Through my various readings I’ve recently come across the term, “middle class poverty”. At its base, the term is a contradiction. “Middle class” is used to describe a person or family that is financially in the middle of the economic ladder. They cannot be in poverty because they would contradict their standing as middle class. Yet, knowing and understanding this contradiction does not stop me from grasping to understand the concept that is being expressed.
Poverty is the state of being extremely poor and middle class is the socio-economic group between the upper and working classes. We do known though that middle class people and families sometimes do lose their house to foreclosure, have items repossessed and declare bankruptcy. Throughout all these calamities, they most often stay within the perceived middle class, though they exhibit characteristics of a person or family in poverty. How could this happen?
The funny thing about the human condition is that we’re endowed with an interesting faculty known as free will. Some people like to deny they have free will and act as if fate has destined them to fall into a number of predicaments. The reality is that you have a good amount of control over your actions, especially your financial actions.
Given the monthly income you earn, you have the ability to spend the money as you choose. You can take your money and blow it at the casino, mall or any other outlet you can think of. At the end of the month you end up with $0 in your wallet or a $0 in your checking account (probably both). The next month starts and the cycle continues.
In the situation above, you have your middle class wage earner stuck in a cycle where lousy financial decisions are being made over and over. It’s a bad situation, but the person is living within his/her means. Barring any sudden disasters that put a financial strain on them, they are middle class and footloose and fancy free.
In today’s world we have more than just our regular income at our disposal. Debt financing is everywhere. Whether it is a credit card, lines of credit, pay-day check advances or other debt offerings, just about everyone can secure additional funds beyond what they currently earn. Obtaining financing through debt is a very powerful tool and can be very beneficial. It also can be disastrous.
Though debt can be a wonderful resource, it does not come without risk for misuse. If we revert back to the spending example described above and blend debt into the equation, it’s not hard to see how the financial path can easily lead to poverty.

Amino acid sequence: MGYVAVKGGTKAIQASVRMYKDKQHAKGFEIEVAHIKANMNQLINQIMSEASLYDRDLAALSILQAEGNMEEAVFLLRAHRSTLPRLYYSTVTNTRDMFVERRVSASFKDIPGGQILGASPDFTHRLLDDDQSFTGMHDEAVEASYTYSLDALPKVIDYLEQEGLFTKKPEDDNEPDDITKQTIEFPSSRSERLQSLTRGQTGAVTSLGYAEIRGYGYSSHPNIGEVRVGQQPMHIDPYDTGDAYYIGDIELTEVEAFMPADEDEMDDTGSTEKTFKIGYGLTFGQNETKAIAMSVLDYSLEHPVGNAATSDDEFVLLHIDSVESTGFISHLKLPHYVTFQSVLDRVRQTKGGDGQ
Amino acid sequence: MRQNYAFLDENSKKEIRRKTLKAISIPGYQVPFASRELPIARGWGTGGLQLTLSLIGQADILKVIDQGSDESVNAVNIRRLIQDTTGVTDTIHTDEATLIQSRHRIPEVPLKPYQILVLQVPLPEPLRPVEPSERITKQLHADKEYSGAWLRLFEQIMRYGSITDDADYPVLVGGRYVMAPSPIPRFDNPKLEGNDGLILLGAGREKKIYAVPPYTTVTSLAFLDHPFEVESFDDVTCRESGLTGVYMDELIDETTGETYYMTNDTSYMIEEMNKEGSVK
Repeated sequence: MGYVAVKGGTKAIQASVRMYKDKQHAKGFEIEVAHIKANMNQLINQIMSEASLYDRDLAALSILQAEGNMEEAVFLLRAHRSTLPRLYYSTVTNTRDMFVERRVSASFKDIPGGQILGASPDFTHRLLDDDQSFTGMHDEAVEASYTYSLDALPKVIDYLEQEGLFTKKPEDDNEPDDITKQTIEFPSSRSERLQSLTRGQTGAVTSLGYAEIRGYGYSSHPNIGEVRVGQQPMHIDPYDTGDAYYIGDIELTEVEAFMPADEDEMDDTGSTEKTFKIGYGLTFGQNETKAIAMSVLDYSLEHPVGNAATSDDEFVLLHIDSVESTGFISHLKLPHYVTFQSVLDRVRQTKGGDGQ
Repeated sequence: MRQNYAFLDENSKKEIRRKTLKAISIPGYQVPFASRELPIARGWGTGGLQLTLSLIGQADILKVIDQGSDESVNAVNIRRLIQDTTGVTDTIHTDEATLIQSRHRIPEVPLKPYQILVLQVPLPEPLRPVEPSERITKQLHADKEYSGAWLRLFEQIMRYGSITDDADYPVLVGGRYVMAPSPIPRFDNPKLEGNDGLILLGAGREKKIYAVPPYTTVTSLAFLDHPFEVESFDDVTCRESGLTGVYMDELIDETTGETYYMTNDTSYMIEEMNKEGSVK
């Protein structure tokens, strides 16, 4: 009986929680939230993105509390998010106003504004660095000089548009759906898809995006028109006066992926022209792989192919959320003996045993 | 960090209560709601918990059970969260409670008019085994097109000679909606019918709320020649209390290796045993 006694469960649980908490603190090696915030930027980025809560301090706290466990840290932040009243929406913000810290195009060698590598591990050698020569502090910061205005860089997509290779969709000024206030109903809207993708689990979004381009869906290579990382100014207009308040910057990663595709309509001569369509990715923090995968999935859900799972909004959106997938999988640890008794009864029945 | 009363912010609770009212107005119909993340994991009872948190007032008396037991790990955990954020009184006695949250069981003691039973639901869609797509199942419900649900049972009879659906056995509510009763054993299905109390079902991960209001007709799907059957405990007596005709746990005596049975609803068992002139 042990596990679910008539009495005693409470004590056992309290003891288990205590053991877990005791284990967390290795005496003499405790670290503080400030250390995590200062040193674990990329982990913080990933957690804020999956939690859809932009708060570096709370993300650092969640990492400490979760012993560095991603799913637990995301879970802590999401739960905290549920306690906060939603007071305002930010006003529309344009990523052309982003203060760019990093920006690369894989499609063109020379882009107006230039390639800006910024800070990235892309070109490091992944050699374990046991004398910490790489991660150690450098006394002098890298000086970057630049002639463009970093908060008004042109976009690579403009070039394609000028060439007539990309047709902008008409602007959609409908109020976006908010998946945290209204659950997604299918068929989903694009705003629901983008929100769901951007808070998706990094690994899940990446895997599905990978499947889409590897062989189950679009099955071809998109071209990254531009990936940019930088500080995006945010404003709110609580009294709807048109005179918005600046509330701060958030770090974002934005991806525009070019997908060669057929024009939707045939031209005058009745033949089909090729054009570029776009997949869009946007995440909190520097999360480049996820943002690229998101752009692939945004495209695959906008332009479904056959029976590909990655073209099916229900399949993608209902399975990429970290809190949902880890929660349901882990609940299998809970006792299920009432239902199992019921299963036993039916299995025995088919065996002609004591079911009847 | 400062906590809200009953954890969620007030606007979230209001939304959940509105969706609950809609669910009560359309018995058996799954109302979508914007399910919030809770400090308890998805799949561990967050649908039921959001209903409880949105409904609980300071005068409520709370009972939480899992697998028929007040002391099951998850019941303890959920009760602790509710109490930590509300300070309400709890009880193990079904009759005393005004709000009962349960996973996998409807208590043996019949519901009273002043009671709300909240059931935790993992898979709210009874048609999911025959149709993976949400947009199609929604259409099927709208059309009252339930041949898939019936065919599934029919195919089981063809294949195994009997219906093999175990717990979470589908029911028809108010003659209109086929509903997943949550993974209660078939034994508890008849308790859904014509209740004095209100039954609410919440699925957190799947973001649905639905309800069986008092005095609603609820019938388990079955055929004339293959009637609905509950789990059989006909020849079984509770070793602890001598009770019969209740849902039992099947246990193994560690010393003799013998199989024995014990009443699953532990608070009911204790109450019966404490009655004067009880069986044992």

When the need to consume goes beyond regular wages or savings on-hand, debt is used as a solution. This solution comes with a cost. The borrowing cost causes our average middle class person or family to begin servicing (paying) the debt they have incurred. The more debt they use to fuel their consumption needs/wants, the more they must service the debt. At a certain point, the liberation they have experienced through leveraging debt becomes an ever increasing burdensome weight.
Debt ultimately imposes financial restraint on the debtor, just as a dead-end street ultimately imposes a speed restraint on a driver. Either can be ignored, but the restraint will be realized in the end. As the debtor begins to see the end of his/her credit limit, actions are typically taken to reshape the impending financial future (disaster). At this point, the concept of middle class poverty begins to take shape. The free will that once was ‘free’ has now given itself over in large part to servicing debt.
A voluntary enslavement has occurred and the enslavement is impoverishing. The wage that was once free to be spent wisely or frivolously is now controlled in part by the need to pay/service the debt that has been used. The increased ability to consume that the debt once provided is gone and now the weight of debt is fully felt. This is an impoverishing predicament. As an increasing amount of income is relegated to servicing the debt, a decreasing amount of income is available for discretionary purposes (food, clothing, shelter…).
The decrease in the amount of the discretionary income, which results from the voluntary enslavement to debt, is the driving force in creating the situation where middle class poverty exists.
Middle class poverty is real because of misaligned and bad choices made by people and families. Don’t let it happen to you.